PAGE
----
## Blumberg and Hawthorne on weakening desire

Long ago, in 2007, I expressed sympathy for the idea that desire can be analysed in terms of expected value: 'S desires p' is true iff p worlds are on average better, by S's standards, than not-p worlds, where the "average" is computed with S's credence function. As I mentioned at the time, this has the interesting consequence that 'S desires p' and 'S desires q' does not entail 'S desires p and q'.

Blumberg and Hawthorne (2022) make the same observation, and argue that it is a serious problem for the expected-value analysis. Intuitively, they say, 'Bill wants Ann to attend' and 'Bill wants Carol to attend' entail 'Bill wants Ann or Carol to attend'. In general, they claim, the following principle of *Weakening* is valid:

S wants p, S wants q \( \models \) S wants p or q.

But consider the following scenario.

There are two lotteries. Lottery 1 has ten thousand tickets, one of which wins $1M and the others $0. Lottery 2 has a million tickets, one of which wins $1M and the others $0. Someone has given you a ticket as a present. You don't know from which lottery. Intuitively, (1) is true and (2) is false:

(1) You want your ticket to come from lottery 1.

(2) You want your ticket to come from lottery 2.

Let S1 be the set containing the winning ticket in lottery 2 and the lowest-numbered losing ticket in lottery 2. You haven't looked at the number of your ticket. Do you want your ticket to be in S1 (under this description)? Surely the answer is yes. (Imagine I say, "I have written down the numbers of the winning ticket and the lowest-numbered losing ticket in lottery 2. I am now going to reveal whether your ticket number is among these two numbers." Do you want the answer to be positive or negative?)

(3) You want your ticket to be in S1.

You see where this is going. Let S2 be the set containing the winning ticket in lottery 2 and the second-lowest-numbered losing ticket in lottery 2. As before:

(4) You want your ticket to be in S2.

And so on, until S999999.

Evidently, your ticket is in S1 *or* S2 *or* … *or* S999999 iff your ticket comes from lottery 2. The Weakening principle (together with the assumption that wanting is closed under logical equivalence) therefore entails that if (3) and (4) etc. are all true, then so is (2). But (2) is false.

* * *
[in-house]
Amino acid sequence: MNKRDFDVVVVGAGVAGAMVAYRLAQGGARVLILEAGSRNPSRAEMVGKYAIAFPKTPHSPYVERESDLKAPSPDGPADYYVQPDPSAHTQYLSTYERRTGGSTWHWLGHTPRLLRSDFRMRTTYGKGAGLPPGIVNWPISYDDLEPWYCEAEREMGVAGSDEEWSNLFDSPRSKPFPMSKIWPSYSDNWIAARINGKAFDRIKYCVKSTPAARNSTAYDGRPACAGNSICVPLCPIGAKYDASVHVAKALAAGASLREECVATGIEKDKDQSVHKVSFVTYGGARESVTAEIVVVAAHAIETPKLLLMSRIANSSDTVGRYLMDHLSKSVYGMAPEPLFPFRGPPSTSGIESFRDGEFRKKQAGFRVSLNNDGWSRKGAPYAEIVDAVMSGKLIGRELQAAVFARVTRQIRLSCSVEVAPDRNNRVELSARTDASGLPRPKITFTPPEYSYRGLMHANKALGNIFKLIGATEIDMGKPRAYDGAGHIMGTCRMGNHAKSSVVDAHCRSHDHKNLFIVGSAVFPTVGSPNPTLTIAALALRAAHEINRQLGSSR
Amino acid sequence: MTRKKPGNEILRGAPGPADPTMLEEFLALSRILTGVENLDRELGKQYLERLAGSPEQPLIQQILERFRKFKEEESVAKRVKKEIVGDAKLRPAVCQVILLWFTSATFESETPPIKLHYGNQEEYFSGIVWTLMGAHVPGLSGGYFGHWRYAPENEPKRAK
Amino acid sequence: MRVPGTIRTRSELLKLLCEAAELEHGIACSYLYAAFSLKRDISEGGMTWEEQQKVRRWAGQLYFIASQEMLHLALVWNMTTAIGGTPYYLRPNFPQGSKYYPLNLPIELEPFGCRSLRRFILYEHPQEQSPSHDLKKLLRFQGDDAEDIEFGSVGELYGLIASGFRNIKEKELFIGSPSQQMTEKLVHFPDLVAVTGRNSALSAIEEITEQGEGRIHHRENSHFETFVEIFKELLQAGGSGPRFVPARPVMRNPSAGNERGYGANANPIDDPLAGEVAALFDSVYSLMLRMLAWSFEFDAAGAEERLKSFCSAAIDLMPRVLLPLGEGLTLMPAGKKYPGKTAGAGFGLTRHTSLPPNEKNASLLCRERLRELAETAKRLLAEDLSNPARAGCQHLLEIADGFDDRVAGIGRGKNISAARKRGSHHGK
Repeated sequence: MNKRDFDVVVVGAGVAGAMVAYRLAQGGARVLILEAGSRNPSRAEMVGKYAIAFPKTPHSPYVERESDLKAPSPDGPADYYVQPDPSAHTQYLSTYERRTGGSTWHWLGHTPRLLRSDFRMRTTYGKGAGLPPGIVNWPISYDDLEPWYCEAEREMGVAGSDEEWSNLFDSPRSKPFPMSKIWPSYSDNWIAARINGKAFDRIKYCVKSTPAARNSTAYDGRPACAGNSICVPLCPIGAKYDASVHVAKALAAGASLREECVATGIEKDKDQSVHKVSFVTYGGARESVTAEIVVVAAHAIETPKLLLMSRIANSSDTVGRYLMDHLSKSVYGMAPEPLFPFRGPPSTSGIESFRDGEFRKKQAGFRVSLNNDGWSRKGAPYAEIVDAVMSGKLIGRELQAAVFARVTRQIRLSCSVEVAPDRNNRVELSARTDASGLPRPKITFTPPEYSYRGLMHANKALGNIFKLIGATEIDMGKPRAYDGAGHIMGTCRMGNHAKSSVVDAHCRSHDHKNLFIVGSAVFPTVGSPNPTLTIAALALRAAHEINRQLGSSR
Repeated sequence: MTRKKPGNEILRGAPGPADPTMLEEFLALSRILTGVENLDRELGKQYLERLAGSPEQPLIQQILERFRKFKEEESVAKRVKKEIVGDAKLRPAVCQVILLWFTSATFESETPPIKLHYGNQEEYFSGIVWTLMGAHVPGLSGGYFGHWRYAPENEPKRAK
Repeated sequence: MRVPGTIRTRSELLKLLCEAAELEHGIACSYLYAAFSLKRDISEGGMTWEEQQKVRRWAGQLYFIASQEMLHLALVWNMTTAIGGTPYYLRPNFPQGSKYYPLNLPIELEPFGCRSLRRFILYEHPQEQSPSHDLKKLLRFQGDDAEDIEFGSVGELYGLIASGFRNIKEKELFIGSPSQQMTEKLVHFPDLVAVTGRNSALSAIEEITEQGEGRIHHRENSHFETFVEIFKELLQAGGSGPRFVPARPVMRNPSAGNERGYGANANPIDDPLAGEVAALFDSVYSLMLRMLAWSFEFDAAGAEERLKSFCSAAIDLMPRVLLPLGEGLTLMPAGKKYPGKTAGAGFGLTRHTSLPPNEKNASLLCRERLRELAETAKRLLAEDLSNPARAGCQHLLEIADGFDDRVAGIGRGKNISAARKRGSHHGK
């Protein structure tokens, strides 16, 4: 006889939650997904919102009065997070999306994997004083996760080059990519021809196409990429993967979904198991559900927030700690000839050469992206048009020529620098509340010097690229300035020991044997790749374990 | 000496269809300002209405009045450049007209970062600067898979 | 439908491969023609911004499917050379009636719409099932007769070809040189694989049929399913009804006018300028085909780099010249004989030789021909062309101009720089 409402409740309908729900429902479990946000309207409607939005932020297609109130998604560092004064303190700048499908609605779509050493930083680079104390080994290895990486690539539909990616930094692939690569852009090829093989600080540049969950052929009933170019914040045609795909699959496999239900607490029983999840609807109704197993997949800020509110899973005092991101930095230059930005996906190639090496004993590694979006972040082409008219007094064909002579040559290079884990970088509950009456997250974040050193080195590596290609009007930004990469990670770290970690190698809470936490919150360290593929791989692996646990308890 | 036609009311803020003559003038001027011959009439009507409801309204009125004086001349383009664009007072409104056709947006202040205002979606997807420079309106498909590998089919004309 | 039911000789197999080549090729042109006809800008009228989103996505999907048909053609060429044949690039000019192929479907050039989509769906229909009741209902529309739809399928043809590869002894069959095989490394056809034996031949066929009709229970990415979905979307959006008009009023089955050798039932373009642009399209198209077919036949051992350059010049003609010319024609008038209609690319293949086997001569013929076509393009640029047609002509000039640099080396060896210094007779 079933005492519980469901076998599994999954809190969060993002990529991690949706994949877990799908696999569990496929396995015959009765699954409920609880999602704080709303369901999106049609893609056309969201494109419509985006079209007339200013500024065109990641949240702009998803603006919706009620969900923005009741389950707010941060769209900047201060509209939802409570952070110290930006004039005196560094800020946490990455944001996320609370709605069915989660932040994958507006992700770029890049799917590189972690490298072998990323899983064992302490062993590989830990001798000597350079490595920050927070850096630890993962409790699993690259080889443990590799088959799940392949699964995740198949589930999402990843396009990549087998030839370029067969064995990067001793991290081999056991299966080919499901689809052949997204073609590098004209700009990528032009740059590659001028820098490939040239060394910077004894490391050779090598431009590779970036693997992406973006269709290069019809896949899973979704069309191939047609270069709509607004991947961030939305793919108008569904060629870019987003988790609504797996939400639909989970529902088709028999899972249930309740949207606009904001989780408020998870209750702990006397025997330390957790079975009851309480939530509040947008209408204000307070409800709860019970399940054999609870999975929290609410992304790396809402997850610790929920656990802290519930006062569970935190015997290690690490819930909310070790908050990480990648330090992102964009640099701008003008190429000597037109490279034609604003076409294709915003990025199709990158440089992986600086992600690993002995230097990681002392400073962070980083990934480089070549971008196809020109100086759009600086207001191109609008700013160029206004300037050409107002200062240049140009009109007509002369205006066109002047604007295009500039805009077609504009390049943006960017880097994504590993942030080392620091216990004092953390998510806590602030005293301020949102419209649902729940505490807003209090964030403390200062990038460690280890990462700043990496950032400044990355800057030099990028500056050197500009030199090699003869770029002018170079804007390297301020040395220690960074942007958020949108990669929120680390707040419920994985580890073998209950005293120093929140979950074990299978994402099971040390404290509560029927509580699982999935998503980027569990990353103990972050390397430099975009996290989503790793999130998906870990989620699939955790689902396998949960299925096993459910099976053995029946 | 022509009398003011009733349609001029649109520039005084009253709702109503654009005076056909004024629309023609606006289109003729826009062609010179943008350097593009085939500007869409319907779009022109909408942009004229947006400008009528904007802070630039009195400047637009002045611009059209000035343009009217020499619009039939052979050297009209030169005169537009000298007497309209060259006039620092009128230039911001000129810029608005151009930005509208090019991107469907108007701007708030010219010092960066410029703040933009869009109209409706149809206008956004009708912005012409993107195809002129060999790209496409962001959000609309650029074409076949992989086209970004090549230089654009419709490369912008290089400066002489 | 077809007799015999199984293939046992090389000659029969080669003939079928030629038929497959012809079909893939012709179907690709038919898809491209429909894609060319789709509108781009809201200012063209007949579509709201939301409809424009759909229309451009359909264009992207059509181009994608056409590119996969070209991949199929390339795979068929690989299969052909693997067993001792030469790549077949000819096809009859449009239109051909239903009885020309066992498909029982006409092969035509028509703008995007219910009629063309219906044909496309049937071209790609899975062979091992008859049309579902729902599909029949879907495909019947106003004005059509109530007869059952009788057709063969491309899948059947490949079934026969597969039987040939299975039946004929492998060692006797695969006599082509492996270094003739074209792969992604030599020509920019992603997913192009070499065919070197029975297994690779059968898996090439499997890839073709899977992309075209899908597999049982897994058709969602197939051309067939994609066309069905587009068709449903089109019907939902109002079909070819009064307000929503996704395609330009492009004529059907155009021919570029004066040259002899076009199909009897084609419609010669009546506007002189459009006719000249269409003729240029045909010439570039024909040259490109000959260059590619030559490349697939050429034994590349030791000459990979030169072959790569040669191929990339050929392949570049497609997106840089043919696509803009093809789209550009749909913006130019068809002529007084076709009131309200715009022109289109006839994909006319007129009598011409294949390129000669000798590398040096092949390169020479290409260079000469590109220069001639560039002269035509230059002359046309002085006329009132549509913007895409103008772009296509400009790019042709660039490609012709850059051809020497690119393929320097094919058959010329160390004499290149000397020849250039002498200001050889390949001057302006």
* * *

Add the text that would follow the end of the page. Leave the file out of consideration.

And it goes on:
A friend of Weakening might be able to account for this observation by suggesting that there's a subtle context switch between (2) and (3). I suspect this is what Blumberg and Hawthorne would say. If the two sentences are evaluated in the same context, they would say, the sentences have the same truth-value. This isn't crazy. But it is also not obvious.

At any rate, the dialectic has reversed. Blumberg and Hawthorne use the apparent validity of Weakening as an argument against a decision-theoretic analysis of 'want'. But Weakening isn't "apparently valid". On the contrary. There appear to be counterexamples.

At another point in their paper, Blumberg and Hawthorne complain that the decision-theoretic analysis makes desire reports too sensitive to credences and utilities.

Imagine, they say, that you won a trip abroad. You will be flown either to Paris, or to Berlin, or to Rio. You prefer Paris to the other locations. According to Blumberg and Hawthorne, (13b) is then clearly true.

(13b) You want to be flown to Europe.

The decision-theoretic analysis, however, says that the truth of (13b) depends on your preferences between Berlin and Rio and on your credences about the respective likelihood of Berlin and Paris.

Let's compare two cases.

In Case 1, you like Berlin almost as much as Paris, and Rio less. (Your credences don't matter, but let's say you give equal credence to getting to Paris and getting to Berlin.)

In Case 2, going to Berlin would be terrible. You have powerful enemies in Berlin who would kill you if you go there. You also know that your destination is chosen on the basis of a coin flip: if the coin lands heads, you go to Rio; if it land tails, you go to Berlin; if it lands on its edge, you go to Paris.

The decision-theoretic account says that (13b) is true in Case 1 and false in Case 2. Blumberg and Hawthorne claim that there is no difference between the two cases. In particular, they hold that (13b) is true in Case 2. You want to be flown to Europe, they say, despite the fact that you would be devastated to learn that you'll be flown to Europe and that you would pay everything you have to ensure that you'll be flown to Rio.

Without further context, I'd say (13b) is clearly true in Case 1, false in Case 2, and *odd* in intermediate cases. It's not a neutral datum that (13b) is true in both Cases.

I'm not saying that the simple decision-theoretic analysis is right, or that Blumberg and Hawthorne's analysis is wrong. (I haven't even explained what their analysis is.) I'm only saying that these arguments aren't great.

*Philosophical Studies*179 (4): 1275–96. doi.org/10.1007/s11098-021-01707-z.

S lives in Tunisia and wants to move to Paris. S does not want to drown in the Mediterranean. I guess S desires Paris even if he chooses not to climb into the boat because subjective Pr(drowning) too high. Dunno if concept of opportunity cost helps.